1759 On April 27 Mary Wollstonecraft was born to Elizabeth Dickson and Edward John Wollstonecraft. She was the second child, a brother Edward having been born a few years earlier. Four additional children would follow.
Her grandfather was well to do - having established one of the early mills in England. But Mary's father quit his job at the mill as soon as he received his inheritance and lived the life of the 'gentleman' drinking and gambling the money away. Slowly the family began a descent through the economic scale.
Mary took on the role of 'dutiful daughter' often attempting to protect her mother and brothers and sisters from the wrath of her father, who became combative after drinking too much.
1770 The family moved to Beverly. Here Mary Wollstonecraft became friends with Jane Arden. John Arden, Jane's father was a well known teacher and philosopher of the day and he took some interest in Mary's intellectual growth.
1774 The Wollstonecraft family moved again, now to Huxton. Here Mary became acquainted with and appears to have worked for the Clare's who had the well stocked library of retired clergy and who also introduced Mary to Fanny Blood, who was to become 'her dearest friend' until her untimely death in childbirth. The Clares encouraged and helped with introductions as Mary Wollstonecraft set out to become independent - working as a companion, governess and later as founder of a day school.
1783 Mary helped her sister Eliza escape an oppressive and brutal marriage. This was an illegal action and the two had to 'hide out' until a legal separation could be worked out. Then with the help of the Clares and other Dissenters at Newington Green, Mary established a school at Newington Green, employed her sister and others. The school eventually failed financially.
1785 She began writing at the suggestion of John Hewett.
1786 Thoughts on the Education of Daughters: with Reflections on Female conduct in the More Important Duties of Life was published by Joseph Johnson, who happened to be Hewett's publisher. This began a long association with Johnson. He taught Mary a great deal about writing, offering sound and careful criticism of her work. She soon became a prolific reviewer of books and did translations of foreign works into English.
1787 Her Original Stories from Real Life: with Conversations, Calculated to Regulate the Affections and form the Mind to Truth and Goodness was published.
1788 Is when she began doing book reviews for Johnson & Christie's journal, The Analytical Review.
1789 her translation of Necker's De L'Importance des Opinions Religieuses was published and this was followed by a translation of Young Grandison and she compiled a collection of poetry and prose, Female Reader.
1790 her translation of Salzman's Elements of Morality was published as well as A vindication of the Rights of Men, a work penned in haste and great heat after Edmund Burke published Reflections on the Revolution in which he argued that only aristocracy's should vote and rule. Wollstonecraft's impassioned defense of universal suffrage was an immediate best seller both in England and the Americas.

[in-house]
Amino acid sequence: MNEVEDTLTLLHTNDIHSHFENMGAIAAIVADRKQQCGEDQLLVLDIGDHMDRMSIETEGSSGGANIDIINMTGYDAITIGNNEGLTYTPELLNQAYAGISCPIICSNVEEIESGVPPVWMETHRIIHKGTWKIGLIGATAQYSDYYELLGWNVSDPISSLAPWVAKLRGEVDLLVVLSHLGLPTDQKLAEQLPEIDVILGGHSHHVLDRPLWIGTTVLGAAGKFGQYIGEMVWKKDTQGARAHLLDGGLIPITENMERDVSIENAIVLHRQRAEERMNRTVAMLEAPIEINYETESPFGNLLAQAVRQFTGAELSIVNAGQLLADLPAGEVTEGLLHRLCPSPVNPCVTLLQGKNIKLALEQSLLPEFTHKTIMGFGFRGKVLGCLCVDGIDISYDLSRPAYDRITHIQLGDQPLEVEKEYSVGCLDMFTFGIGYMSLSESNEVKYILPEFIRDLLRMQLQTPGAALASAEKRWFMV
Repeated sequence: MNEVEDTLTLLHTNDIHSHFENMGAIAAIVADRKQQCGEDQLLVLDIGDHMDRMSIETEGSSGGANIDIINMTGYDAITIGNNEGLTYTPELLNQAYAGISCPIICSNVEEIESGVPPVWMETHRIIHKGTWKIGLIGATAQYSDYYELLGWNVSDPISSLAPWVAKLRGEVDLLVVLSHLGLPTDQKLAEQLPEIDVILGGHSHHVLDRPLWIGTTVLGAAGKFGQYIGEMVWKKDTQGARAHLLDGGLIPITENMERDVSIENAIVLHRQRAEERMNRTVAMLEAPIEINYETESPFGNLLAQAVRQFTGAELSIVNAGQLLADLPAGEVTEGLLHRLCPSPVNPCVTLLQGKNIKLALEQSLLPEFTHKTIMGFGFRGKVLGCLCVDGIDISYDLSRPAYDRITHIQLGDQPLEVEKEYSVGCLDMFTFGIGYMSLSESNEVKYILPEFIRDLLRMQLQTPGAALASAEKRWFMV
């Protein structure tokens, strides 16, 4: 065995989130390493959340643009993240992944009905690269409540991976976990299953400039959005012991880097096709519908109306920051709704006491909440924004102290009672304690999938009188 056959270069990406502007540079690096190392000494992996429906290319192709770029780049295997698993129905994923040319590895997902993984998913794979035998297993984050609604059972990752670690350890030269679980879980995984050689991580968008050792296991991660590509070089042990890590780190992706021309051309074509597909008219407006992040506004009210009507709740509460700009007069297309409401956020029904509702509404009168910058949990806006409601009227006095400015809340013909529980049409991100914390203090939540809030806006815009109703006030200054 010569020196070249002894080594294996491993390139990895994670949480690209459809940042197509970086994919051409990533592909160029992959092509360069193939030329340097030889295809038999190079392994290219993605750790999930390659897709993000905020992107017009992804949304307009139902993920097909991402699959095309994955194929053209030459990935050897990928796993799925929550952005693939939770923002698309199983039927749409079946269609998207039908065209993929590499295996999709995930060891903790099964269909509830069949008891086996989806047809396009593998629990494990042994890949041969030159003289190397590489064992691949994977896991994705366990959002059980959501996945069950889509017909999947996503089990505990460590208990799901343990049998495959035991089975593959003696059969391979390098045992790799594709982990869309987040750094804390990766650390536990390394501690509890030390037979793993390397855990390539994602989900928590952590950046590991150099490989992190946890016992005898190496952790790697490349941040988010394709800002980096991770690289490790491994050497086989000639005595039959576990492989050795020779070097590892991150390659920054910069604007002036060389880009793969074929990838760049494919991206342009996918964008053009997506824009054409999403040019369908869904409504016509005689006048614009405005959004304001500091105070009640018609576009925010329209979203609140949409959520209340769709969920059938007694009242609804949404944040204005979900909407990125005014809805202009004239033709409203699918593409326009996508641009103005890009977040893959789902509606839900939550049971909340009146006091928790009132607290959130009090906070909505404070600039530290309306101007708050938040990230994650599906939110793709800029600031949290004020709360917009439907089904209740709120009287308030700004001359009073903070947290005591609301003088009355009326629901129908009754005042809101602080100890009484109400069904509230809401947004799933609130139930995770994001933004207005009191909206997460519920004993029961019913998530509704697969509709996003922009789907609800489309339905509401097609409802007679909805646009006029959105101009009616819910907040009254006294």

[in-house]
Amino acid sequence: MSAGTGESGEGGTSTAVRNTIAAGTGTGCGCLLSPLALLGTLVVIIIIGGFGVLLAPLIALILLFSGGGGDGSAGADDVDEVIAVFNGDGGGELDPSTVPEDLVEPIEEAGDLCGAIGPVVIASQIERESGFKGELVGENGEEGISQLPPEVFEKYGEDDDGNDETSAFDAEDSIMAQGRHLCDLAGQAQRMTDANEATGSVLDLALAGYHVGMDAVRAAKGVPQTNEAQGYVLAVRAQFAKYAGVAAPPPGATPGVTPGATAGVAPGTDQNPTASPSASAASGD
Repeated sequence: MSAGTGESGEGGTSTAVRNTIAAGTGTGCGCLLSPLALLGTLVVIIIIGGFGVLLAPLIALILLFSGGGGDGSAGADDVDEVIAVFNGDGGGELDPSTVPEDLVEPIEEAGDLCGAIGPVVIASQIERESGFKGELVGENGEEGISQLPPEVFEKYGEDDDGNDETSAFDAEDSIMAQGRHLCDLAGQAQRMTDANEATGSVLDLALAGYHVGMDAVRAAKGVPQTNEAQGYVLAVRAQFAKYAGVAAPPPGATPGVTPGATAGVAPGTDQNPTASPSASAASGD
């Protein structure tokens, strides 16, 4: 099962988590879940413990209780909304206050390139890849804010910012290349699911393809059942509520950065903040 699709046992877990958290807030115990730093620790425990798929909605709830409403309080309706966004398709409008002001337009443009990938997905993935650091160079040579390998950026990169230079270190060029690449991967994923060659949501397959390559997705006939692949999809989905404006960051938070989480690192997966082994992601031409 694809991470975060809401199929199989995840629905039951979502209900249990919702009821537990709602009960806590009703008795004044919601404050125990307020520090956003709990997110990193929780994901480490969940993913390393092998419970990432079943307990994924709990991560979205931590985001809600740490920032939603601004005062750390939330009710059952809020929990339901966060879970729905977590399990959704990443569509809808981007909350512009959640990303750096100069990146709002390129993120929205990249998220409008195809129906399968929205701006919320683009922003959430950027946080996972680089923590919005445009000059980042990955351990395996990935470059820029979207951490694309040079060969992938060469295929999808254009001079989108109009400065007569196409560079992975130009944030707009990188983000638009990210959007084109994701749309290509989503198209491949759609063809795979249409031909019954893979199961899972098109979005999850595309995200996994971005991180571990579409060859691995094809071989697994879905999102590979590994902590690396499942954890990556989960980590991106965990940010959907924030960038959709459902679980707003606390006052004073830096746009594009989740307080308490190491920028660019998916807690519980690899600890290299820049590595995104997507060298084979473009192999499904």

1792 She published another best seller, A vindication of the Rights of Woman -- this done in response to Talleyrand's apparent willingness to adopt Rousseau's educational plan which advocated separate and unequal education for girls and boys.
In that same year, she set out for Paris. There, she collected materials for An Historical and Moral View of the Origins and Progress of the French Revolution: and the effect it has Produced in Europe (vol I, 1794) and like Olympe de Gouges , was critical of the Reign of Terror. It was there that she met Mary met Captain Gilbert Imlay, an American timber-merchant and author of The Western Territory of North America. She agreed to become Imlay's common law wife and in May 1794, she gave birth to a daughter whom she named, Fanny. In November 1795, after a four months' visit to Scandinavia as his "wife," he deserted her. Mary tried to kill herself by drowning but did not succeed.
1794 Historical and Moral View of the Origins and Profess of the French Revolution was published.
1797 She published in the Monthly Review an article "On Poetry and Our Relish of the Beauties of Nature."
In addition to these works Mary Wollstonecraft composed at least two other works which were unpublished in her lifetime, Cave of Fancy and Maria or the Wrongs of Women
Wollstonecraft married the political philosopher Godwin. They lived in proximate but separate apartments - coming together for dinner each evening.
1797 She died of puerperal fever after giving birth to a daughter, Mary Godwin. Wollstonecraft's death was attributed to the failure to remove all the 'after birth'. She was working on a child's reader at the time. That child, Mary Godwin, would grow up to marry the famed poet Percy Bysse Shelley. Mary Godwin Shelley became famous for her authorship of Frankenstein.
Although it is clear that Mary Wollstonecraft advocated the education and democratic rights for women. However, she did include gender roles in her educational plans - with girls and boys becoming prepared for different sorts of careers. And it must also be noted that she was first and foremost a democrat, advocating universal suffrage as opposed to political power only for the landed aristocracy. It was her democratic leanings, that ALL human being should be enfranchised that under girded her advocacy of the rights of women.
This page was last updated 12/14/14.